Earlier this month, scientists were able to successfully weld glass and metal together using ultrafast (on the order of picoseconds, which are such a short unit of time that compared to it, a full second might as well be 30,000 years) laser pulses.

This hasn’t been successfully done before due to the very different thermal properties of glass and metal.

This is actually a pretty big breakthrough in manufacturing and could lead to stronger yet lighter materials.

12. Special K treats depression?

The FDA just approved ketamine as an antidepressant for treatment-resistant depression in the form of esketamine as a nasal spray.

It’s of the few unique and hopeful approaches to treatment-resistant depression that we’ve seen in years—some stats put the rate of recovery as high as 80%.

This doesn’t give you full recovery, but alleviation at least.

13. We’re still discovering lost history?

Göbekli Tepe – ruin discovered in Turkey that dates back to 11000 BCE, or further.

This throws a massive wrench into our understanding of what people were capable of at that time, and hints at advanced civilizations having likely existed long before we thought they did.

It has also only been about 10% excavated.


I’ve actually read some articles over the past few weeks about archaeologists using LIDAR technology to uncover Mayan ruins, and they’ve found that Mayan civilization was much more extensive than originally assumed.

At its height, its now believed that its population may have numbered near 15 million citizens, and that they engaged in extensive trade with their neighbors to the North and South; these LIDAR scans have revealed evidence of vast cities, farmlands and roadways. And this was all without any pack animals or wheeled carts.

Well, look at what science keeps doing for us!

Believe in science, folks. It always comes through eventually.

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The Incredible Story of Elizebeth Friedman, One of America’s Best Codebreakers

Elizebeth Smith Friedman (spelled that way by her mother, who reportedly disliked the name ‘Eliza’) was born the youngest of 9 children in 1892. From a young age it was clear the girl was bright, displaying an impressive talent for languages. She wanted to go to college, so badly that she borrowed the money from her father at a 6% interest rate when he refused to pay for her schooling outright.

She finished school at Hillsdale College in Michigan, earning a degree in English Literature while also studying German, Greek, and Latin and discovering a love for Shakespeare that would last the rest of her life. It turned out that a career in education wasn’t for Elizebeth, who grew bored and quit her job as a principal before traveling to Chicago in 1916.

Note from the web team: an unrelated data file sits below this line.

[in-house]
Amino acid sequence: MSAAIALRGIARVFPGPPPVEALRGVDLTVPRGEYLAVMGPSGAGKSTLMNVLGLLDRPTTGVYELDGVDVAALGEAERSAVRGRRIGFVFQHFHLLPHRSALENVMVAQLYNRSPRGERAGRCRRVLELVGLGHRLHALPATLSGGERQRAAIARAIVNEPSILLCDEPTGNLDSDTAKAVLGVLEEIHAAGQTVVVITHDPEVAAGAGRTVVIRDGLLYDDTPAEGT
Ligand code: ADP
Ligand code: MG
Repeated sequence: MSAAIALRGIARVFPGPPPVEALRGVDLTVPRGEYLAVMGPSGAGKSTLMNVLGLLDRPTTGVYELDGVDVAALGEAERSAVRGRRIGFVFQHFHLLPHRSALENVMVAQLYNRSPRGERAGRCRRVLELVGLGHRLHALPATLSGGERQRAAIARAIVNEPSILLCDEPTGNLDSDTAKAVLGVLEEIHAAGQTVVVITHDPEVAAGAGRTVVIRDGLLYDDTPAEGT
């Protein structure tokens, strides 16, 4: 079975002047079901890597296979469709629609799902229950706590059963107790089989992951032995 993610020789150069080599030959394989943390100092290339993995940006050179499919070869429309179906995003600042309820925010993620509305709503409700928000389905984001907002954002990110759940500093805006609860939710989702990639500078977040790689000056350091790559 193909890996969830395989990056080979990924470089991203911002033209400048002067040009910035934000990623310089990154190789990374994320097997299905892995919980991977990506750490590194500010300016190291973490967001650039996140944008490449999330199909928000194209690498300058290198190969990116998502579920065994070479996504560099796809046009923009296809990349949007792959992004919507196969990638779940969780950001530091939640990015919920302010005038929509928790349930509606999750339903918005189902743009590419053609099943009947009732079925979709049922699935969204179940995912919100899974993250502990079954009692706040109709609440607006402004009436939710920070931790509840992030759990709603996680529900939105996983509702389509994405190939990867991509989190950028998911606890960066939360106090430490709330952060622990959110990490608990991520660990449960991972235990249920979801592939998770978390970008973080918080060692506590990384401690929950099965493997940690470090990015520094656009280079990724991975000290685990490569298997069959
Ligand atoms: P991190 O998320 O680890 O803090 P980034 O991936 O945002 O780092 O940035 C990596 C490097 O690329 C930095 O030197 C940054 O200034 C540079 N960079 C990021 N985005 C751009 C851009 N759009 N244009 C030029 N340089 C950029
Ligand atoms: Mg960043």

Photo Credit: Public Domain

While there, she visited the Newberry Library, where Shakespeare’s First Folio was on display, and she ended up with a job at a nearby research facility, Riverbank. It was run by eccentric George Fabyan and already employed Shakespeare scholar Elizabeth Wells Gallup, who was working to prove that Sir Francis Bacon actually wrote Shakespeare’s plays.

Gallup was in need of a research assistant, and our Elizebeth was happy to take the job. She worked on a cipher that Gallup claimed was hidden in Shakespeare’s sonnets that proved they were written by Bacon, but perhaps more auspiciously, she met, fell in love with, and married geneticist William Friedman while there. A month later, the United States entered World War I.

Riverbank was one of the first institutes in the country to focus on codebreaking, or cryptology, and was essential in the early days of the war. It would transform both of the Friedman’s lives, with William becoming one of the biggest names in cryptanalysis (a word he coined himself) while his equally-as-talented wife was often deliberately kept from the spotlight.

Photo Credit: Public Domain

“So little was known in this country of codes and ciphers when the United States entered World War I, that we ourselves had to be the learners, the workers, and the teachers all at the same time,” wrote Elizebeth in her memoir.

One of their more famous wartime accomplishments actually involved cracking a code for Scotland Yard – a trunk of mysterious, coded messages turned out to contain the secrets behind the Hindu-German Conspiracy, in which Hindu activists living in the United States were shipping weapons to India with German assistance.

The resulting trial was one of the largest in U.S. history (at the time) and ended sensationally as a gunman who believed one of the defendants had snitched opened fire in the courtroom.

After the war, the Friedmans moved to Washington D.C. and continued working for the military full-time. Elizebeth stayed home for a time to focus on raising the couple’s two children, but she returned to work for the Coast Guard in 1925 when they asked for help on Prohibition-related cases. There, she proved to be an invaluable asset, and was called to testify in a 1933 trial following the bust of a million-dollar rum running operation in the Gulf of Mexico and on the West coast.